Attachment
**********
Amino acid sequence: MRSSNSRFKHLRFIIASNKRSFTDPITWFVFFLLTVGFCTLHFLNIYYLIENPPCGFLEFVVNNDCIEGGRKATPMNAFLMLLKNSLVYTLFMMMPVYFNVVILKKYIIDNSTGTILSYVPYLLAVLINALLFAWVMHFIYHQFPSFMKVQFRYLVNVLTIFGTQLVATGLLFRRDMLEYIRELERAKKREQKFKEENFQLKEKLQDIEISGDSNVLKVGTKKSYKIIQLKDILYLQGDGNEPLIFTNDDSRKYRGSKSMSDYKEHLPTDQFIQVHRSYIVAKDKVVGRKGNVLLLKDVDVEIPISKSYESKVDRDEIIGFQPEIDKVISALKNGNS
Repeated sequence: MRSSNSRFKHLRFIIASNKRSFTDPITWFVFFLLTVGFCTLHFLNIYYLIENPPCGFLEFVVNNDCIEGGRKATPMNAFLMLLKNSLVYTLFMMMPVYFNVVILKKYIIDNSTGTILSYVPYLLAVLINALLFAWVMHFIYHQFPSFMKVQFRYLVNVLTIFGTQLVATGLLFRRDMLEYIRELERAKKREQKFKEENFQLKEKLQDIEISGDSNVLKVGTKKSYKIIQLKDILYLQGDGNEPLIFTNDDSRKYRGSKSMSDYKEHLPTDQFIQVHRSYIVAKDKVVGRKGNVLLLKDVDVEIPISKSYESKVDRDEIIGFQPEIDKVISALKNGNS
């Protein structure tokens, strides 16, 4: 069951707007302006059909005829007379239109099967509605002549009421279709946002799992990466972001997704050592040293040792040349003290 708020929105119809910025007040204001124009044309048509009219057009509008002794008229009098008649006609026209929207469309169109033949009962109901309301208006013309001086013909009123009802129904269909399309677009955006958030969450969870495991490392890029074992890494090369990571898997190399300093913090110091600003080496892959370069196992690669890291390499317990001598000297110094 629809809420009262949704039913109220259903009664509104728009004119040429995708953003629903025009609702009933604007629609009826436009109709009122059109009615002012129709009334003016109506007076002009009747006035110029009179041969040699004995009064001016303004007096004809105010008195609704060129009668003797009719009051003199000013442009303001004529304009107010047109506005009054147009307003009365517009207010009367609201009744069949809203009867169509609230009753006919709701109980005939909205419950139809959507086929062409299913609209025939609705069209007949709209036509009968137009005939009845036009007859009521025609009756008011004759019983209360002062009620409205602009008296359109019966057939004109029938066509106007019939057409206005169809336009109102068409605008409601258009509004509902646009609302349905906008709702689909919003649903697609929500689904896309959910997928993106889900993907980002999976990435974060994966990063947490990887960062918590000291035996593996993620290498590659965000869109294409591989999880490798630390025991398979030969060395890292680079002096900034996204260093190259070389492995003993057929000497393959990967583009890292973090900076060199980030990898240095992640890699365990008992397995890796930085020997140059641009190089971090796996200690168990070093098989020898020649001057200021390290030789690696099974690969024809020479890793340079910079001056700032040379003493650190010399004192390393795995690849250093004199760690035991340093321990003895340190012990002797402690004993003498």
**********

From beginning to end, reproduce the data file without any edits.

Amino acid sequence: MRSSNSRFKHLRFIIASNKRSFTDPITWFVFFLLTVGFCTLHFLNIYYLIENPPCGFLEFVVNNDCIEGGRKATPMNAFLMLLKNSLVYTLFMMMPVYFNVVILKKYIIDNSTGTILSYVPYLLAVLINALLFAWVMHFIYHQFPSFMKVQFRYLVNVLTIFGTQLVATGLLFRRDMLEYIRELERAKKREQKFKEENFQLKEKLQDIEISGDSNVLKVGTKKSYKIIQLKDILYLQGDGNEPLIFTNDDSRKYRGSKSMSDYKEHLPTDQFIQVHRSYIVAKDKVVGRKGNVLLLKDVDVEIPISKSYESKVDRDEIIGFQPEIDKVISALKNGNS
Repeated sequence: MRSSNSRFKHLRFIIASNKRSFTDPITWFVFFLLTVGFCTLHFLNIYYLIENPPCGFLEFVVNNDCIEGGRKATPMNAFLMLLKNSLVYTLFMMMPVYFNVVILKKYIIDNSTGTILSYVPYLLAVLINALLFAWVMHFIYHQFPSFMKVQFRYLVNVLTIFGTQLVATGLLFRRDMLEYIRELERAKKREQKFKEENFQLKEKLQDIEISGDSNVLKVGTKKSYKIIQLKDILYLQGDGNEPLIFTNDDSRKYRGSKSMSDYKEHLPTDQFIQVHRSYIVAKDKVVGRKGNVLLLKDVDVEIPISKSYESKVDRDEIIGFQPEIDKVISALKNGNS
């Protein structure tokens, strides 16, 4: 069951707007302006059909005829007379239109099967509605002549009421279709946002799992990466972001997704050592040293040792040349003290 708020929105119809910025007040204001124009044309048509009219057009509008002794008229009098008649006609026209929207469309169109033949009962109901309301208006013309001086013909009123009802129904269909399309677009955006958030969450969870495991490392890029074992890494090369990571898997190399300093913090110091600003080496892959370069196992690669890291390499317990001598000297110094 629809809420009262949704039913109220259903009664509104728009004119040429995708953003629903025009609702009933604007629609009826436009109709009122059109009615002012129709009334003016109506007076002009009747006035110029009179041969040699004995009064001016303004007096004809105010008195609704060129009668003797009719009051003199000013442009303001004529304009107010047109506005009054147009307003009365517009207010009367609201009744069949809203009867169509609230009753006919709701109980005939909205419950139809959507086929062409299913609209025939609705069209007949709209036509009968137009005939009845036009007859009521025609009756008011004759019983209360002062009620409205602009008296359109019966057939004109029938066509106007019939057409206005169809336009109102068409605008409601258009509004509902646009609302349905906008709702689909919003649903697609929500689904896309959910997928993106889900993907980002999976990435974060994966990063947490990887960062918590000291035996593996993620290498590659965000869109294409591989999880490798630390025991398979030969060395890292680079002096900034996204260093190259070389492995003993057929000497393959990967583009890292973090900076060199980030990898240095992640890699365990008992397995890796930085020997140059641009190089971090796996200690168990070093098989020898020649001057200021390290030789690696099974690969024809020479890793340079910079001056700032040379003493650190010399004192390393795995690849250093004199760690035991340093321990003895340190012990002797402690004993003498």